A range of restorative justice methods – including a form of community courts as an alternative to custodial sentences – are to be implemented by the end of the year.
In a bid to alleviate the pressure on the country's straining prison system, the justice minister has given the go-ahead to the probation service to introduce a scheme to test a range of restorative interventions for offenders.
For over 12 months in 2007 and 2008, the National Commission on Restorative Justice examined the benefits of a victim-centred system that would aim to reduce offending by influencing the attitudes and behaviour of offenders.
Headed by district court judge Mary Martin, it presented its report to the justice minister in 2008. The commission explored the concept of community courts and recommended that restorative justice models be developed at a national level.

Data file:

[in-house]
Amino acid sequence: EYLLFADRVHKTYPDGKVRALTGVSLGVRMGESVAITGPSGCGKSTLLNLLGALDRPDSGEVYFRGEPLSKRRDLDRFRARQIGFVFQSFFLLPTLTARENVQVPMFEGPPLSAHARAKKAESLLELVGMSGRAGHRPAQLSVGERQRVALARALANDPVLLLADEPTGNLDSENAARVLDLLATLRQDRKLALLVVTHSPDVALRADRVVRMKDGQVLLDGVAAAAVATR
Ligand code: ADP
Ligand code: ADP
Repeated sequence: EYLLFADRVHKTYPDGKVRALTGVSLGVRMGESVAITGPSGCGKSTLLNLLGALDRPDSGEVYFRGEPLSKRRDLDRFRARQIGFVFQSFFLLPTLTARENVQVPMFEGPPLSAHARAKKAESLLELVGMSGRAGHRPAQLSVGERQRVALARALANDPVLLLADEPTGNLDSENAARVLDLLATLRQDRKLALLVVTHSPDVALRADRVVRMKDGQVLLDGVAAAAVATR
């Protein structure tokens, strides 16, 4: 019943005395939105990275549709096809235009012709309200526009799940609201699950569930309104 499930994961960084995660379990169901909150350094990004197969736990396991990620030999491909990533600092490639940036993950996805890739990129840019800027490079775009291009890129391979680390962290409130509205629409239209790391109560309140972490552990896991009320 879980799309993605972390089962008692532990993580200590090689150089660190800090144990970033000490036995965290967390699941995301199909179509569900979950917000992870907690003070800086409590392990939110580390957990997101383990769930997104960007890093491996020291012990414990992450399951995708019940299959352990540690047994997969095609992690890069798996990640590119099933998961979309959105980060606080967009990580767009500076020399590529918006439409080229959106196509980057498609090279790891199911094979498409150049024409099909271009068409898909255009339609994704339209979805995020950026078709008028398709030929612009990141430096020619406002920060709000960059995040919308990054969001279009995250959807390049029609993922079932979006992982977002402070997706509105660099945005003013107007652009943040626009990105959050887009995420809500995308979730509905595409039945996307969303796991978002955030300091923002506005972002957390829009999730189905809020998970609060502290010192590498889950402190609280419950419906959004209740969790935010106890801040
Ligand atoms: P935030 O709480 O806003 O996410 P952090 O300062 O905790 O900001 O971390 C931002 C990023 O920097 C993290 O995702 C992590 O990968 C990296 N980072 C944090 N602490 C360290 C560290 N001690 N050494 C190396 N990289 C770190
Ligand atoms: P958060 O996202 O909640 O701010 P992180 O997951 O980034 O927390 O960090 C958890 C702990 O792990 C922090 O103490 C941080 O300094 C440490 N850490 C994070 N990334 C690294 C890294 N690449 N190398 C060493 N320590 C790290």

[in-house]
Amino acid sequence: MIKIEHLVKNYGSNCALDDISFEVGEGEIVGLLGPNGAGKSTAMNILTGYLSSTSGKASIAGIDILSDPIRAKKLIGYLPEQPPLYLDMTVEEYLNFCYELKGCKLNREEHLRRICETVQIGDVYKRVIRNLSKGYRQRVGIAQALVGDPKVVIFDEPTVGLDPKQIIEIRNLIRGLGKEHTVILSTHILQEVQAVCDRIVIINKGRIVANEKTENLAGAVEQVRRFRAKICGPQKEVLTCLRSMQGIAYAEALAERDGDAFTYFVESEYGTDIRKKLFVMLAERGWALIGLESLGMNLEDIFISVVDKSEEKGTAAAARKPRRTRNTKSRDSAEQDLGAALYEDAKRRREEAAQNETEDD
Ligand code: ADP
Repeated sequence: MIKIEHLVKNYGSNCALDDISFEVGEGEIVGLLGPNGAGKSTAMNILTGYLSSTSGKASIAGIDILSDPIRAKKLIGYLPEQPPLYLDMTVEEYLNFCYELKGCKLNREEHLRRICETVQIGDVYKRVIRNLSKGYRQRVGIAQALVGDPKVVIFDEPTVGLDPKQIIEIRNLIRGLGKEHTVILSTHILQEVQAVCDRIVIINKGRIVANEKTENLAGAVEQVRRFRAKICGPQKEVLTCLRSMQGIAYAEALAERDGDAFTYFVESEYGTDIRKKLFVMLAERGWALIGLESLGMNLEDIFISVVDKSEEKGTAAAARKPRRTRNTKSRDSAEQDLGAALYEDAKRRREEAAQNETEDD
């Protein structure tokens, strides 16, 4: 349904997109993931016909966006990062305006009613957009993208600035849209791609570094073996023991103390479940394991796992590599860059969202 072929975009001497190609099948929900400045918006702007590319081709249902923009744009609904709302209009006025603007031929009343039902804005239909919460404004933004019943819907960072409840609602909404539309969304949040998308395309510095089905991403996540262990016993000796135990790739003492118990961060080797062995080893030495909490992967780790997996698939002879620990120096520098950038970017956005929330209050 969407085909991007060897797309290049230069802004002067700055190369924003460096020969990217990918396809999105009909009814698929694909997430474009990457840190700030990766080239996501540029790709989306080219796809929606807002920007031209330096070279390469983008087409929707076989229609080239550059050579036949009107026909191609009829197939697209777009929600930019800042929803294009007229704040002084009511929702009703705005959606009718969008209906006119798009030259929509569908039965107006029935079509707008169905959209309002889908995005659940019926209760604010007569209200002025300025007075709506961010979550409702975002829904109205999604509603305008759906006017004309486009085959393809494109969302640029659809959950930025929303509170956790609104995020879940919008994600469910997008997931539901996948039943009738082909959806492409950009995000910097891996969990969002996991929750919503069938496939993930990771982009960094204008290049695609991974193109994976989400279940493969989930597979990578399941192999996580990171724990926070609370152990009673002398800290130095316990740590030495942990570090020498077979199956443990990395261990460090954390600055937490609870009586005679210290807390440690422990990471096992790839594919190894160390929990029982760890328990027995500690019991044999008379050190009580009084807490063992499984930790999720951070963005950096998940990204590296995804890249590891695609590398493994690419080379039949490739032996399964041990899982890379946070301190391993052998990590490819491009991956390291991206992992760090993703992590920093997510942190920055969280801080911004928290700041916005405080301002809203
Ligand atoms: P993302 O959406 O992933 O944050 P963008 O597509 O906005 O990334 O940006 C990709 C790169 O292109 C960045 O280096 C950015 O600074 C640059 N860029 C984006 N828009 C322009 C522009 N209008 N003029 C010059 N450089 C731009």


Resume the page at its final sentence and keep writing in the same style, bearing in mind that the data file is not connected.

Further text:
It also recommended the expansion of existing criminal justice programmes, such as family conferencing, formal cautioning and community service.
Dermot Ahern has confirmed the probation service will be introducing a major new restorative justice scheme.
"The Probation Service will be introducing a scheme before the end of this year to test a range of restorative interventions for adult offenders based on the recommendations contained in the report. This will enable my department to evaluate what role such interventions might play having regard to overall effectiveness, potential, and value-for-money considerations," he said.
At present, two restorative justice projects are in place – in Nenagh, Co Tipperary, and Tallaght, Dublin. "The new scheme will involve an expansion of these two projects," Ahern said.
The Probation Service is to monitor, oversee, and evaluate the implementation of the new scheme.